Safety harmonisation measures have been proposed by the European Commission (EC) for all electric vehicles in member states.

The EC said as electric power trains operated at levels of 500 volts, it aimed to have all vehicles built to a common safety standard to avoid occupants coming into contact with high voltage parts.

"Electric vehicles are one of the most promising technologies for greener transport," said EC vice president industry and entrepreneurship Antonio Tajani.

"Knowing these will be generally available to consumers in the very near future, we need to ensure they are safe to use. These proposals aim at doing just that."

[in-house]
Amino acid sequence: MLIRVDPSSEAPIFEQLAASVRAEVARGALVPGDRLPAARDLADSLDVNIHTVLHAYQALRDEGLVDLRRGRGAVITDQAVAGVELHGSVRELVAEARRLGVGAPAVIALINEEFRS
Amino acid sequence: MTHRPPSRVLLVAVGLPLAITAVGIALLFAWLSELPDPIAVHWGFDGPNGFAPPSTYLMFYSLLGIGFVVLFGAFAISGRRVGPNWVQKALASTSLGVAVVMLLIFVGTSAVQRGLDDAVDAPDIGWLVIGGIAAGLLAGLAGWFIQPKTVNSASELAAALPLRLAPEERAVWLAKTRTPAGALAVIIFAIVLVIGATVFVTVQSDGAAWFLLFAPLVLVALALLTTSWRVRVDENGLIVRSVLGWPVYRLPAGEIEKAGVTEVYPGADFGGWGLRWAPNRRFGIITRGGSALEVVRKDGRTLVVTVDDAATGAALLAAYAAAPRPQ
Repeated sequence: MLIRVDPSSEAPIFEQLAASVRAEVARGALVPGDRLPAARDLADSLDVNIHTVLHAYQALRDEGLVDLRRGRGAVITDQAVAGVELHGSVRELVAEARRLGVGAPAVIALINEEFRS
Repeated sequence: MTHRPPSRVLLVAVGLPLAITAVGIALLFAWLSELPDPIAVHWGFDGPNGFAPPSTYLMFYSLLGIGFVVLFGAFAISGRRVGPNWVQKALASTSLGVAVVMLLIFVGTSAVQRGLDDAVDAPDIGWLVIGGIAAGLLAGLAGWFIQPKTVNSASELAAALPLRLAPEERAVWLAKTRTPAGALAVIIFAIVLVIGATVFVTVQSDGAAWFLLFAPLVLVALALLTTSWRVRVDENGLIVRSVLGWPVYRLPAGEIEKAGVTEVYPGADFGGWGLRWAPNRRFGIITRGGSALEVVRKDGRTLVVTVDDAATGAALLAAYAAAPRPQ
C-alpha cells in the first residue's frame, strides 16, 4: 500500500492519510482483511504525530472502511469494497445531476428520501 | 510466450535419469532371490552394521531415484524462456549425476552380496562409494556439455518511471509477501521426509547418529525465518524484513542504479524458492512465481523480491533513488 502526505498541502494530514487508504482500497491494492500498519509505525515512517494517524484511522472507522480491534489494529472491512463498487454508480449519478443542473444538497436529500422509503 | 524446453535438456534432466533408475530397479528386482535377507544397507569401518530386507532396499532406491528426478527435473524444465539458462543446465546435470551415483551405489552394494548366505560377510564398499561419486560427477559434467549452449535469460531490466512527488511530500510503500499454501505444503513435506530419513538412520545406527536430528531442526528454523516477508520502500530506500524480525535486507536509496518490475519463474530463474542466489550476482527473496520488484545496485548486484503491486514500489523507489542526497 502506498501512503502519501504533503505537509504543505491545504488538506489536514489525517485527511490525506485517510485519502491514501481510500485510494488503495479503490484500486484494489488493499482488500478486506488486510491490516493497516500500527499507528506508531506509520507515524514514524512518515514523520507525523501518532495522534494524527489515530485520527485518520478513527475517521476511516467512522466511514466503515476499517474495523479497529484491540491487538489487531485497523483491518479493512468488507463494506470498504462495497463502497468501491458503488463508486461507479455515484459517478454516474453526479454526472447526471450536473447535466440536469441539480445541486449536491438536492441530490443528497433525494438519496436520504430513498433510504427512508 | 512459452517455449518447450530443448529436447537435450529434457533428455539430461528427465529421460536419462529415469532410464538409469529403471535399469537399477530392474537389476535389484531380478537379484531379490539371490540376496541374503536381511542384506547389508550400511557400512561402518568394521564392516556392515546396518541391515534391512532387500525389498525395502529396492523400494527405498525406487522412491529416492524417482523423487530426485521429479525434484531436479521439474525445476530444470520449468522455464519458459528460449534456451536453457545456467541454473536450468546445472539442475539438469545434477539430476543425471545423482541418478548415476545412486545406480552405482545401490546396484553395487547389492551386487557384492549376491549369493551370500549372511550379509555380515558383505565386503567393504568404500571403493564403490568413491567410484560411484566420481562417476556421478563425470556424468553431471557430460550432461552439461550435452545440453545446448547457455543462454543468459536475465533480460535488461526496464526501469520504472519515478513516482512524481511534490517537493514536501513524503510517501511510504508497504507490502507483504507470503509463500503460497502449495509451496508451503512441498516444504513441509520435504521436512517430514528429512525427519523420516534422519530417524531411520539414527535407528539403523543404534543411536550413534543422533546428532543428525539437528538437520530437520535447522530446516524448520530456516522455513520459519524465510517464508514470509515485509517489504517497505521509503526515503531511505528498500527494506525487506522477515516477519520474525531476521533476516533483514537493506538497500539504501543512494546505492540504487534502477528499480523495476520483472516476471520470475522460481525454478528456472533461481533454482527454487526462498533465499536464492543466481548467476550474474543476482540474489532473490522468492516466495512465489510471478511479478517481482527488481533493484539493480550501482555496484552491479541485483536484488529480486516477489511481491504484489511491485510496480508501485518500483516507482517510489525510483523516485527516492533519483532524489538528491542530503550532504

This proposal incorporates into European law Regulation 100 of the United Nations Economic Commission for Europe (UNECE) concerning the approval of battery electric vehicles and their construction and safety requirements.

The proposal will now be transmitted to member states.

The EC added harmonised test requirements on electric safety would simplify the approval of electric vehicles as it would replace "divergent approval practices of some EU member states."

The proposal would also help European car manufacturers to sell electric cars in third countries, which are contracting parties to the UNECE Agreement of 1958, such as Japan.